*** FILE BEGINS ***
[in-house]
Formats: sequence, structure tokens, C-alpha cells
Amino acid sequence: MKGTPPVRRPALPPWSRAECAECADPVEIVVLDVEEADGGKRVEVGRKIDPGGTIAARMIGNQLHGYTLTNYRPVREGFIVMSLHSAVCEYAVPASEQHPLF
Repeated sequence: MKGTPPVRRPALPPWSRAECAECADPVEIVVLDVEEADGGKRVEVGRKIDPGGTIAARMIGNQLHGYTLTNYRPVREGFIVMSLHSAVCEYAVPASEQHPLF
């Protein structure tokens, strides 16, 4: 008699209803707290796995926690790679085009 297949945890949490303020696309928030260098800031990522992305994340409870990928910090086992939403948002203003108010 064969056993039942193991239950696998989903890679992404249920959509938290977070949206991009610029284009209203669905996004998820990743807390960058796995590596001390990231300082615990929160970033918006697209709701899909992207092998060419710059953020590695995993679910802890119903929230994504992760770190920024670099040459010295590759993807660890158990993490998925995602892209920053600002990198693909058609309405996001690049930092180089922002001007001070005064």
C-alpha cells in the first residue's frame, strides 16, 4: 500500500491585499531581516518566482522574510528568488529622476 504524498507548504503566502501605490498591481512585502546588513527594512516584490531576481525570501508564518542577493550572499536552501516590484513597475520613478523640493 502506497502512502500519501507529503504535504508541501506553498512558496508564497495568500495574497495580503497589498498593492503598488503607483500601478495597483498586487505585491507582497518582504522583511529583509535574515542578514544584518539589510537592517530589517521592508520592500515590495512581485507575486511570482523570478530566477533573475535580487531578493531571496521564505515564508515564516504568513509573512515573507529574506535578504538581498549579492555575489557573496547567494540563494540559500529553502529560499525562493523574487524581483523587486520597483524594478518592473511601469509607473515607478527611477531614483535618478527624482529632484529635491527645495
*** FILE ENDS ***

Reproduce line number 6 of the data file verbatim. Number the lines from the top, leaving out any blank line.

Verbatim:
C-alpha cells in the first residue's frame, strides 16, 4: 500500500491585499531581516518566482522574510528568488529622476 504524498507548504503566502501605490498591481512585502546588513527594512516584490531576481525570501508564518542577493550572499536552501516590484513597475520613478523640493 502506497502512502500519501507529503504535504508541501506553498512558496508564497495568500495574497495580503497589498498593492503598488503607483500601478495597483498586487505585491507582497518582504522583511529583509535574515542578514544584518539589510537592517530589517521592508520592500515590495512581485507575486511570482523570478530566477533573475535580487531578493531571496521564505515564508515564516504568513509573512515573507529574506535578504538581498549579492555575489557573496547567494540563494540559500529553502529560499525562493523574487524581483523587486520597483524594478518592473511601469509607473515607478527611477531614483535618478527624482529632484529635491527645495